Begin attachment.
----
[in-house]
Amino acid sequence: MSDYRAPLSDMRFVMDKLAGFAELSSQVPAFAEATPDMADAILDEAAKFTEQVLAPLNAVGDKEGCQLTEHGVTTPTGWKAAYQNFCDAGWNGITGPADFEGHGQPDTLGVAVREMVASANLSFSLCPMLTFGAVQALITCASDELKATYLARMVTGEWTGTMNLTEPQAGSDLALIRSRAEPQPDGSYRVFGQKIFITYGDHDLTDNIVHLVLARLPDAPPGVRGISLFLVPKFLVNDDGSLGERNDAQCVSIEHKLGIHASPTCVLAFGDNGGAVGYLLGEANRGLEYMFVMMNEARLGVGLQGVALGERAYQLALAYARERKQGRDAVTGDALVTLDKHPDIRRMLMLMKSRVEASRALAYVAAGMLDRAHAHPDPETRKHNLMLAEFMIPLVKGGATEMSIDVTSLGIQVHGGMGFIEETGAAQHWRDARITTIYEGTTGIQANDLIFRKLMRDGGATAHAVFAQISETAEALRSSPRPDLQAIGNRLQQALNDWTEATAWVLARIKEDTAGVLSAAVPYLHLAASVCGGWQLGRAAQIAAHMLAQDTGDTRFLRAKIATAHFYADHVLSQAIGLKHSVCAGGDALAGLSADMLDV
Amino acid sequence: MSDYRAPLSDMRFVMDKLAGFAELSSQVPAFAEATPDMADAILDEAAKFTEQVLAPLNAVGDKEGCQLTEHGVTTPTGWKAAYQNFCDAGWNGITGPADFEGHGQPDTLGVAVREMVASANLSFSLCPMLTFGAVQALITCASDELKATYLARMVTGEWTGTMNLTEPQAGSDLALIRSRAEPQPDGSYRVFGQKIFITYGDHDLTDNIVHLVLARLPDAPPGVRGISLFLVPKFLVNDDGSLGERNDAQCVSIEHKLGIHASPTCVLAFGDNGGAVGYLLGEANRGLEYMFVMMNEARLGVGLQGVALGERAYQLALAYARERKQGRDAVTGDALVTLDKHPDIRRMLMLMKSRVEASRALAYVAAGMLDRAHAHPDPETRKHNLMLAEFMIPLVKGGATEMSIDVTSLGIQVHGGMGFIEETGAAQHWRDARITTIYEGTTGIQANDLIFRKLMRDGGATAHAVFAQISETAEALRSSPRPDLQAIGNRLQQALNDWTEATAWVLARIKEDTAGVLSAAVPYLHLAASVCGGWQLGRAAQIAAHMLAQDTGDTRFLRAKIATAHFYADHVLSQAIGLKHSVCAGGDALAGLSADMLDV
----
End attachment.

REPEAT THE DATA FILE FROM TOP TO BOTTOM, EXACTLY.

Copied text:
[in-house]
Amino acid sequence: MSDYRAPLSDMRFVMDKLAGFAELSSQVPAFAEATPDMADAILDEAAKFTEQVLAPLNAVGDKEGCQLTEHGVTTPTGWKAAYQNFCDAGWNGITGPADFEGHGQPDTLGVAVREMVASANLSFSLCPMLTFGAVQALITCASDELKATYLARMVTGEWTGTMNLTEPQAGSDLALIRSRAEPQPDGSYRVFGQKIFITYGDHDLTDNIVHLVLARLPDAPPGVRGISLFLVPKFLVNDDGSLGERNDAQCVSIEHKLGIHASPTCVLAFGDNGGAVGYLLGEANRGLEYMFVMMNEARLGVGLQGVALGERAYQLALAYARERKQGRDAVTGDALVTLDKHPDIRRMLMLMKSRVEASRALAYVAAGMLDRAHAHPDPETRKHNLMLAEFMIPLVKGGATEMSIDVTSLGIQVHGGMGFIEETGAAQHWRDARITTIYEGTTGIQANDLIFRKLMRDGGATAHAVFAQISETAEALRSSPRPDLQAIGNRLQQALNDWTEATAWVLARIKEDTAGVLSAAVPYLHLAASVCGGWQLGRAAQIAAHMLAQDTGDTRFLRAKIATAHFYADHVLSQAIGLKHSVCAGGDALAGLSADMLDV
Amino acid sequence: MSDYRAPLSDMRFVMDKLAGFAELSSQVPAFAEATPDMADAILDEAAKFTEQVLAPLNAVGDKEGCQLTEHGVTTPTGWKAAYQNFCDAGWNGITGPADFEGHGQPDTLGVAVREMVASANLSFSLCPMLTFGAVQALITCASDELKATYLARMVTGEWTGTMNLTEPQAGSDLALIRSRAEPQPDGSYRVFGQKIFITYGDHDLTDNIVHLVLARLPDAPPGVRGISLFLVPKFLVNDDGSLGERNDAQCVSIEHKLGIHASPTCVLAFGDNGGAVGYLLGEANRGLEYMFVMMNEARLGVGLQGVALGERAYQLALAYARERKQGRDAVTGDALVTLDKHPDIRRMLMLMKSRVEASRALAYVAAGMLDRAHAHPDPETRKHNLMLAEFMIPLVKGGATEMSIDVTSLGIQVHGGMGFIEETGAAQHWRDARITTIYEGTTGIQANDLIFRKLMRDGGATAHAVFAQISETAEALRSSPRPDLQAIGNRLQQALNDWTEATAWVLARIKEDTAGVLSAAVPYLHLAASVCGGWQLGRAAQIAAHMLAQDTGDTRFLRAKIATAHFYADHVLSQAIGLKHSVCAGGDALAGLSADMLDV